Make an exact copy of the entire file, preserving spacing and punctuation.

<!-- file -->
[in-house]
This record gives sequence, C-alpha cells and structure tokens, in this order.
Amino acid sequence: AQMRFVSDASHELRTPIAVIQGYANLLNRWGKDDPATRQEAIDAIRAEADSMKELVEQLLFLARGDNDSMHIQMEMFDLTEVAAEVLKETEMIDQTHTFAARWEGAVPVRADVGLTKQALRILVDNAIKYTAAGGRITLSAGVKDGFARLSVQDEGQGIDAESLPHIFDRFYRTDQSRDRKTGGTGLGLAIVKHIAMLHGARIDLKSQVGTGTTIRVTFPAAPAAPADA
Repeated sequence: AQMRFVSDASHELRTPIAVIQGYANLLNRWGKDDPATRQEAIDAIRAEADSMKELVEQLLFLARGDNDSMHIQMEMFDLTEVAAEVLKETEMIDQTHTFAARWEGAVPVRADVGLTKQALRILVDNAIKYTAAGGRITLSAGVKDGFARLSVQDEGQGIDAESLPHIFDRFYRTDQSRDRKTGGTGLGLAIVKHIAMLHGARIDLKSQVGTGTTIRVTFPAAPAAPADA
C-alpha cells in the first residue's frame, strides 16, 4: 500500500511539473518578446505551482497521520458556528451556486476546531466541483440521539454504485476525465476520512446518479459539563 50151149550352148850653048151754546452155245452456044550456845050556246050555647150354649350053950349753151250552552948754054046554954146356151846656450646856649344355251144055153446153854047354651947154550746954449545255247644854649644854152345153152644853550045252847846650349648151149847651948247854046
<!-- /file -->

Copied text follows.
[in-house]
This record gives sequence, C-alpha cells and structure tokens, in this order.
Amino acid sequence: AQMRFVSDASHELRTPIAVIQGYANLLNRWGKDDPATRQEAIDAIRAEADSMKELVEQLLFLARGDNDSMHIQMEMFDLTEVAAEVLKETEMIDQTHTFAARWEGAVPVRADVGLTKQALRILVDNAIKYTAAGGRITLSAGVKDGFARLSVQDEGQGIDAESLPHIFDRFYRTDQSRDRKTGGTGLGLAIVKHIAMLHGARIDLKSQVGTGTTIRVTFPAAPAAPADA
Repeated sequence: AQMRFVSDASHELRTPIAVIQGYANLLNRWGKDDPATRQEAIDAIRAEADSMKELVEQLLFLARGDNDSMHIQMEMFDLTEVAAEVLKETEMIDQTHTFAARWEGAVPVRADVGLTKQALRILVDNAIKYTAAGGRITLSAGVKDGFARLSVQDEGQGIDAESLPHIFDRFYRTDQSRDRKTGGTGLGLAIVKHIAMLHGARIDLKSQVGTGTTIRVTFPAAPAAPADA
C-alpha cells in the first residue's frame, strides 16, 4: 500500500511539473518578446505551482497521520458556528451556486476546531466541483440521539454504485476525465476520512446518479459539563 50151149550352148850653048151754546452155245452456044550456845050556246050555647150354649350053950349753151250552552948754054046554954146356151846656450646856649344355251144055153446153854047354651947154550746954449545255247644854649644854152345153152644853550045252847846650349648151149847651948247854046